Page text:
Some preferred to make pies and custards of the Christmas berries while others fermented the Christmas berries into cider that helped to get rid of the cyanic compounds. 

What are Christmas berries?

Christmas berries are also known as California holly, and come from the plant known as toyon. Christmas berries are found widely in the state of California. 

 The Christmas berries are also referred to as Heteromeles arbutifolia in scientific terms. The Christmas berries grow in large clusters on an evergreen shrub. The Christmas berries have glossy, green leaves. 

The toyon is from the family of Rosaceae. Toyon is a dicot angiosperm that belongs to the rose family. The rose family includes many precious plants that are desired either as ornaments or fruits. Most fruits from plants in the Rosaceae family contain cyanide, including apples, apricots, peaches, cherries and plums (4).

Roses and pyracantha are used as ornaments while plums, peaches, apples, and strawberries are consumed as fruits. 

The toyons are an evergreen shrub that is drought resistant. The thick, waxy leaves reduce transpiration and make the plant stay green throughout the year. 

The growth of toyon becomes slow in winters and summers. Toyons are also equipped with a deep root system that allows them to thrive even during dry spells.

Christmas berries ripen late during the fall season and are available throughout the winters until they are eaten by wild creatures. During summers the Christmas berries don’t appear, rather the small white flowers are prominent.

The toyon plant is a relatively small tree, around 20 feet tall. The leaves of the toyon are 5-10 cm, with an oval shape and small teeth. 

The waxy and thick leaves of toyon start as a bronze color. The flowers of the toyon plant are bisexual. Bisexual flowers have both male and female parts; the stamen and carpels, that are capable of self-pollinating. The flowers have twice as many stamens as petals.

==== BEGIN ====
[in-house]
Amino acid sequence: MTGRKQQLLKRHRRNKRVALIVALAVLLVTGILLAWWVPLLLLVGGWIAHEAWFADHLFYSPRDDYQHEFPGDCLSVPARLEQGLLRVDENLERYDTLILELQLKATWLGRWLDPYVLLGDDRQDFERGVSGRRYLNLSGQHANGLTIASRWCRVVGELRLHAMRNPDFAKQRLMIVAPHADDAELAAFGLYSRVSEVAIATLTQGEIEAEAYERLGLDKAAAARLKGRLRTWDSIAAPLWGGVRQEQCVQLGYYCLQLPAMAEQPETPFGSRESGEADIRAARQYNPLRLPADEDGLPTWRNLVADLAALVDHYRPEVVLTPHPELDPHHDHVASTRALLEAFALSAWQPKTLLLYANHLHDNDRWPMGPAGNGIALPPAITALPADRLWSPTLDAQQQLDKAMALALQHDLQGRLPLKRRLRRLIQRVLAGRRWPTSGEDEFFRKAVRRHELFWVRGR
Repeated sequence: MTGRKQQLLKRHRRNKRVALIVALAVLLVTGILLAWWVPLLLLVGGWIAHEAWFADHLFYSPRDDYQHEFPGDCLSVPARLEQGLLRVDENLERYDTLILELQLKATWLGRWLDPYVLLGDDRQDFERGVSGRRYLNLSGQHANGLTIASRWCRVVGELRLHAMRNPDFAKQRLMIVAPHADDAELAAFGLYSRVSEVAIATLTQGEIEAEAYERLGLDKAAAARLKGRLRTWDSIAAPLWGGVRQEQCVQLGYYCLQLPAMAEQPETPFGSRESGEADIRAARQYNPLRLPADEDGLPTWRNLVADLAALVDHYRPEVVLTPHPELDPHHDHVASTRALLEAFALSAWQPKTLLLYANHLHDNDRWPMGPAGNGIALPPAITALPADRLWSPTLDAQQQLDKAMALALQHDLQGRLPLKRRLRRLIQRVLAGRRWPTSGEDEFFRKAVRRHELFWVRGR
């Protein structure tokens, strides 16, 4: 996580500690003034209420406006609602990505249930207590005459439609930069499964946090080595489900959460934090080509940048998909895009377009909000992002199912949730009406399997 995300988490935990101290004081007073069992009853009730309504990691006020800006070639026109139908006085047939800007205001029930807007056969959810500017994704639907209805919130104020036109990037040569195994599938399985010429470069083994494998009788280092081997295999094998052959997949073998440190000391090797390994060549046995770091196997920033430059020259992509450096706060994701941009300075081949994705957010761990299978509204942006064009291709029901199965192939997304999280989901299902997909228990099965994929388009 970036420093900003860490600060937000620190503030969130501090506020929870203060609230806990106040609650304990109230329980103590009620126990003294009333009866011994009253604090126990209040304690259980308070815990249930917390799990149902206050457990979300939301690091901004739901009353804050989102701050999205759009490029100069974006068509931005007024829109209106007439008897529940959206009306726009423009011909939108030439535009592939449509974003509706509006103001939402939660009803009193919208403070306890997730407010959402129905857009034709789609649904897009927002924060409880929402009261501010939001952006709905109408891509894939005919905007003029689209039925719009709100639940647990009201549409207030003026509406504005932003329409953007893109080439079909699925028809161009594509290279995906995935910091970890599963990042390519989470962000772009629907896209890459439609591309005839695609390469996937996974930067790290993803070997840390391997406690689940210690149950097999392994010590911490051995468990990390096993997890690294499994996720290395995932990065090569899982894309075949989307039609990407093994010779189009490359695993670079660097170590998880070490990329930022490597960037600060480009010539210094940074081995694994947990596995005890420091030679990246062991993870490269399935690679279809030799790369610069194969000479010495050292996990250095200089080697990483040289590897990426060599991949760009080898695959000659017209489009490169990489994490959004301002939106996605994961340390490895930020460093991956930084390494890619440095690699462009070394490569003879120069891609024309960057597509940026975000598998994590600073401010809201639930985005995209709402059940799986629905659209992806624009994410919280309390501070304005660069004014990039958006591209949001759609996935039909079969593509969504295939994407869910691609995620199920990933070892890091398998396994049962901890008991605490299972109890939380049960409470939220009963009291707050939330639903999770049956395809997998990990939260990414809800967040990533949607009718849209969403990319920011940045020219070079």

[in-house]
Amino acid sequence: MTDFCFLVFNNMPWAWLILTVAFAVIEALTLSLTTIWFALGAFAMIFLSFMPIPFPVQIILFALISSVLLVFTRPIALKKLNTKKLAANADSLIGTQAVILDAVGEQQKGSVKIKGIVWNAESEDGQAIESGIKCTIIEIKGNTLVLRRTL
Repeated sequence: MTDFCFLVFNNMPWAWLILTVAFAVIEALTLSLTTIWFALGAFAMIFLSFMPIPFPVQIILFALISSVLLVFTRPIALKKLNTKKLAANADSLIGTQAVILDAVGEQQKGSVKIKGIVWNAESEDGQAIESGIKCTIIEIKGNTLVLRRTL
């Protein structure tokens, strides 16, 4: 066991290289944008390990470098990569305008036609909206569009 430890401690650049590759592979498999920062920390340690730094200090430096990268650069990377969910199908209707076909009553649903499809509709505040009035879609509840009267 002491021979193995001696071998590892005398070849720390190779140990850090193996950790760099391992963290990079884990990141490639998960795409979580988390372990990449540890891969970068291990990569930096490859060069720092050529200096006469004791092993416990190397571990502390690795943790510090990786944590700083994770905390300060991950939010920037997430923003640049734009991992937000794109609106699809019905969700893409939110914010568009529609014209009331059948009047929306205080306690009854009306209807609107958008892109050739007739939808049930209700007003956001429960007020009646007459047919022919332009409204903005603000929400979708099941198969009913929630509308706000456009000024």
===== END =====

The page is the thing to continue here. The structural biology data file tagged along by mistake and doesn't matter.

The toyon and Christmas berries also had non-food uses in the olden times. The leaves were used for sores while the wood was used to make weapons and tools. 

In the 1920s, the Christmas berries turned scarce as they were extensively harvested that depleted the population. To combat the threat, a law was passed that prohibited exploiting toyon from public property. 

Hence, the principal use of Christmas berries was to exploit their beauty around Christmas time and may not be the best choice as a food choice. 

However, it was used earlier by Indians as a medicine. Senile dementia, now commonly called Alzheimer’s disease or vascular dementia, was known among California Indians before Europeans came to California. The condition was commonly treated with the berries of Heteromeles arbutifolia, also called toyon or California holly. The medicine consists of about 5 g of the dried berries which are slowly chewed and swallowed by the patient. The medicine slows down the progression of the disease and helps patients continue to have productive lives (4).

In this brief guide, we answered the question, Can you eat Christmas berries? We discussed how you can eat Christmas berries safely and the health risks associated with eating Christmas berries. We also elaborated on the attributes of the plant that bears Christmas berries.

Other FAQs about Berries that you may be interested in.

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Can you eat fresh cranberries without cooking?


  1. Rideout, D. Toyon. Heteromeles arbutifolia. California Native Plant Society.
  2. DYKIER, CASEY, et al. PROFILES OF CALIFORNIA BRUSH. 2018. University of California.
  3. Bolarinwa, Islamiyat Folashade, et al. A review of cyanogenic glycosides in edible plants. Toxicology–New Aspects to This Scientific Conundrum. 2016.
  4. Wang X, Dubois R, Young C, Lien EJ, Adams JD. Heteromeles Arbutifolia, a Traditional Treatment for Alzheimer’s Disease, Phytochemistry and Safety. Medicines, 2016, 3, 17. 
  5. Ghorani-Azam, Adel, et al. Plant toxins and acute medicinal plant poisoning in children: A systematic literature review. J res med sci off j Isfahan Univ Med Sci, 2018, 23.